Addendum Vs Amendments To A Contract

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Emilene LucasLegal Assessment Team Supervisor
Updated on 17th May 2024

As we all know, contracts are an important part of business because they ensure everyone knows what to expect and what’s expected of them.

Legally binding agreements and contracts between businesses and individuals minimise the risk of misunderstandings and disagreements. What’s more, if someone doesn’t make good on their promise, they can be enforced to bring about the appropriate consequences. 

But sometimes, after you’ve made a deal or signed a contract, things need to change. That’s where addendums and amendments come in. They’re the tools that help you modify or update a contract without starting again. 

But what’s the actual difference between addendums and amendments to a contract? It’s not just a case of semantics. In this article, we’ll look at the definition of both and when they are commonly used to modify a contract, as well as share top tips to help you avoid key mistakes when modifying contracts.

What is an addendum to a contract?

An addendum is an additional document or attachment added to a contract to modify, clarify, or supplement its terms of conditions.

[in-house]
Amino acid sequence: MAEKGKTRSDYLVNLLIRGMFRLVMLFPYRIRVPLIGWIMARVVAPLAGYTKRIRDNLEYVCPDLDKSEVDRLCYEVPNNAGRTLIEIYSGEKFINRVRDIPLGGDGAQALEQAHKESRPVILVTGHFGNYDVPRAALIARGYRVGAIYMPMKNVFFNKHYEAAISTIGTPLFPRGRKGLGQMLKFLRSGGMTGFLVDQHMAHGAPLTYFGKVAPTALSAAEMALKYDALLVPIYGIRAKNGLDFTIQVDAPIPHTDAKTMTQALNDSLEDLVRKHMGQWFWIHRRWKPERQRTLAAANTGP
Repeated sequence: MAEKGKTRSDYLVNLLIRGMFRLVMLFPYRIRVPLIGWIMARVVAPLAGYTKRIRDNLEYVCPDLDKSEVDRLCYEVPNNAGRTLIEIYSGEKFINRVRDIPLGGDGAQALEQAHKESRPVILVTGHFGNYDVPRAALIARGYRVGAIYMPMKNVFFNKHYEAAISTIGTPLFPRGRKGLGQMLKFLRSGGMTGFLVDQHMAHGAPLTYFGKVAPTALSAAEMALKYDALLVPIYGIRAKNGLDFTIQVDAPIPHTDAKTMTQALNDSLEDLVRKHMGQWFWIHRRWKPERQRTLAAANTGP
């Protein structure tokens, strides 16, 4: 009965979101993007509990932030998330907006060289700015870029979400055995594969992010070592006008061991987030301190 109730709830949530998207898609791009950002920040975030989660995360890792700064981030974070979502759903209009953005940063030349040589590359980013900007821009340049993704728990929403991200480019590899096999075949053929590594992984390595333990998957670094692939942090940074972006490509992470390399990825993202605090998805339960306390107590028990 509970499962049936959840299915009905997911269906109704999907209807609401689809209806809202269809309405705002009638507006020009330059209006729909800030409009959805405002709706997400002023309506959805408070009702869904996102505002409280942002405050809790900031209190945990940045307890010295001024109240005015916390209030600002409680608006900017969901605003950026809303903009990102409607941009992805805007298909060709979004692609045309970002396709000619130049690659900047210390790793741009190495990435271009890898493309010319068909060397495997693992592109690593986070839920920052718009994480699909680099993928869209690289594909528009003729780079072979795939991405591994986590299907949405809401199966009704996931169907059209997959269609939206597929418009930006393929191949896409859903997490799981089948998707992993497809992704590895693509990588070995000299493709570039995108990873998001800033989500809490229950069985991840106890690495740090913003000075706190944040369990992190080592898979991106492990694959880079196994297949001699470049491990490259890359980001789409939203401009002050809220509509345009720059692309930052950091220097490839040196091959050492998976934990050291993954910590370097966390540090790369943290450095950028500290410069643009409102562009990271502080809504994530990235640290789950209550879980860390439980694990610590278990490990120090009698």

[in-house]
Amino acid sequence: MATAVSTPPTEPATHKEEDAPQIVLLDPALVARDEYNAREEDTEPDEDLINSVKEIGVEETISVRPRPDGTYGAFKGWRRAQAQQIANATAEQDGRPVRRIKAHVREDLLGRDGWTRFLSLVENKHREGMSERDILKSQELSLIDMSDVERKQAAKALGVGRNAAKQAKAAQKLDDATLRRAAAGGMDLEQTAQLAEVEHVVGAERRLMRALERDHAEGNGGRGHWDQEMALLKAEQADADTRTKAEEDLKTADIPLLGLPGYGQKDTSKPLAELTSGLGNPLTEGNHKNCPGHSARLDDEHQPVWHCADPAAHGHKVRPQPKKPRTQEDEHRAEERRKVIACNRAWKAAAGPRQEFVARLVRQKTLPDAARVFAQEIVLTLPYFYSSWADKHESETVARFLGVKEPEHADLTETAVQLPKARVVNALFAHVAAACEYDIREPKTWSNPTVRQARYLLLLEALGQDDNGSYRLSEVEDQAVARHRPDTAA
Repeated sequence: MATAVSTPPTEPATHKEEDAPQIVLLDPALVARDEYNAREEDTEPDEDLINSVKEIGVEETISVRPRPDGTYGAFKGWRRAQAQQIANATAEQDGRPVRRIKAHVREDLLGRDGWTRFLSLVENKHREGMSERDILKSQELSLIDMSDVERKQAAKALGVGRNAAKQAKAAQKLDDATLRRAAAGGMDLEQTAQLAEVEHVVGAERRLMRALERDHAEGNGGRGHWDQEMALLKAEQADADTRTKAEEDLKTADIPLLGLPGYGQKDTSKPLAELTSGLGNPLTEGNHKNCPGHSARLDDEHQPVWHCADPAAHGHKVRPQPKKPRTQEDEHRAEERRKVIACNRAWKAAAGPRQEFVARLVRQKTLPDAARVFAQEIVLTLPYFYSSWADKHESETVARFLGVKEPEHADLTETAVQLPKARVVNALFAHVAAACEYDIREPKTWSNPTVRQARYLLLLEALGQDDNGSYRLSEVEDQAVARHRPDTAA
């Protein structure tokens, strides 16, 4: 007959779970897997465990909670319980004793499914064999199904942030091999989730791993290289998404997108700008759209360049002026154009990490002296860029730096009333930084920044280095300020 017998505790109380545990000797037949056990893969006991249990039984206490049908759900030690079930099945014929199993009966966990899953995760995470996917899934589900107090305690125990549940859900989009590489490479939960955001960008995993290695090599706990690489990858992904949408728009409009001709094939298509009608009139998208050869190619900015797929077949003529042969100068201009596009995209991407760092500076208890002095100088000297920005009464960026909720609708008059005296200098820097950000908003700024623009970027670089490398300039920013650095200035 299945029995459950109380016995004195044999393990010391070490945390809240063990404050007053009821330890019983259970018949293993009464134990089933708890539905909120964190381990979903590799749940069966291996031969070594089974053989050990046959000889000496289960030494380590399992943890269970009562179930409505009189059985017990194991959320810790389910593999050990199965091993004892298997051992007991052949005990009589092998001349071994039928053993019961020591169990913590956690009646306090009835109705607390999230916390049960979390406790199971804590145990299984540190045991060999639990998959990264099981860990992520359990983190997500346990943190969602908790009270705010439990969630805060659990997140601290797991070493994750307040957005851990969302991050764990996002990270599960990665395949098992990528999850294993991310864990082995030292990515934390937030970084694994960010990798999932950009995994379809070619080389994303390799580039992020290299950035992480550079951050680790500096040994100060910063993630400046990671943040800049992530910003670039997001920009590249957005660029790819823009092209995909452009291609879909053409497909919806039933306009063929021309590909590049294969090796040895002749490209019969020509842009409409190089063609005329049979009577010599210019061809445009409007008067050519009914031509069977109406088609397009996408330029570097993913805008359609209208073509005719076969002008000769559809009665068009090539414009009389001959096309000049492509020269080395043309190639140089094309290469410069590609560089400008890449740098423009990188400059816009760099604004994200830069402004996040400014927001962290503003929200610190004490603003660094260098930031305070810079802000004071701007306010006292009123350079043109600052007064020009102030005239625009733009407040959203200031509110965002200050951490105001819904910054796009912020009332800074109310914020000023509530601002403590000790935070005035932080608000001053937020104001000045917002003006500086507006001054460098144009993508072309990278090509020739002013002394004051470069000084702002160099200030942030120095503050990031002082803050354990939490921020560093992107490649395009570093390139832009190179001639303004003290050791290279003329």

Addendums are used when parties want to make additions to a contract after it’s signed.

When are addendums commonly used to change a contract? 

Addendums are commonly used to add something to a contract like additional services, products, obligations, terms, or clauses.

What should an addendum include?

As with all contracts, addendums must be clear and precise. They should: 

  1. Clearly state that the document is an addendum and reference the original contract. 

  2. Identify all parties involved and confirm they agree to the changes in the addendum. 

  3. Specify the date when the addendum takes effect. 

  4. Reference the original contract, its date, and any relevant sections or clauses.